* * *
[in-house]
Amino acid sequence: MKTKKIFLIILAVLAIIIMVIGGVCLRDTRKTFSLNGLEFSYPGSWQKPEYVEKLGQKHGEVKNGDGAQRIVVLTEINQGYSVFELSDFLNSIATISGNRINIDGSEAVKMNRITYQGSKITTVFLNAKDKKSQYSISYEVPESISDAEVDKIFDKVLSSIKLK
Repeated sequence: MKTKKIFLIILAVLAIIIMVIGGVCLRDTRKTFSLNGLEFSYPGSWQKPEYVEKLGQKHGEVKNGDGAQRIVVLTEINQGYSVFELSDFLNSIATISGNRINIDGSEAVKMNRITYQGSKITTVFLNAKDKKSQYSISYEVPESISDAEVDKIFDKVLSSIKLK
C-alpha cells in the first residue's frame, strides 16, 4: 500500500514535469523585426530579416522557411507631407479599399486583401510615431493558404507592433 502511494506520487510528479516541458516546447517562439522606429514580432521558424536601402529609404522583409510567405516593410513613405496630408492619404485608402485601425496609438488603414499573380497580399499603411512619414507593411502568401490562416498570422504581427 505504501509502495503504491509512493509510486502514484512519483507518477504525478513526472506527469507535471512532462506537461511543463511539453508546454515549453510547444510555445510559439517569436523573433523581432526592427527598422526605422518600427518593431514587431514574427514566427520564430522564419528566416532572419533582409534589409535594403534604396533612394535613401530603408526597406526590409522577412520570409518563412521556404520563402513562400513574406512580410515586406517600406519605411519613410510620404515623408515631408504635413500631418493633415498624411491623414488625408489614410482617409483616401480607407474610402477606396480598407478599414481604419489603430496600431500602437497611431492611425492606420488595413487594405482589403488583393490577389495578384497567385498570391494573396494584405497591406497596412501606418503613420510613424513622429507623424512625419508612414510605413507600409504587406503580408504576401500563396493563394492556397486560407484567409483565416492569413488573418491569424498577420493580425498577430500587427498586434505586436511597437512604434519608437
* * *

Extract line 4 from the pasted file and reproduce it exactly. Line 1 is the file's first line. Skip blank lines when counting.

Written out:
C-alpha cells in the first residue's frame, strides 16, 4: 500500500514535469523585426530579416522557411507631407479599399486583401510615431493558404507592433 502511494506520487510528479516541458516546447517562439522606429514580432521558424536601402529609404522583409510567405516593410513613405496630408492619404485608402485601425496609438488603414499573380497580399499603411512619414507593411502568401490562416498570422504581427 505504501509502495503504491509512493509510486502514484512519483507518477504525478513526472506527469507535471512532462506537461511543463511539453508546454515549453510547444510555445510559439517569436523573433523581432526592427527598422526605422518600427518593431514587431514574427514566427520564430522564419528566416532572419533582409534589409535594403534604396533612394535613401530603408526597406526590409522577412520570409518563412521556404520563402513562400513574406512580410515586406517600406519605411519613410510620404515623408515631408504635413500631418493633415498624411491623414488625408489614410482617409483616401480607407474610402477606396480598407478599414481604419489603430496600431500602437497611431492611425492606420488595413487594405482589403488583393490577389495578384497567385498570391494573396494584405497591406497596412501606418503613420510613424513622429507623424512625419508612414510605413507600409504587406503580408504576401500563396493563394492556397486560407484567409483565416492569413488573418491569424498577420493580425498577430500587427498586434505586436511597437512604434519608437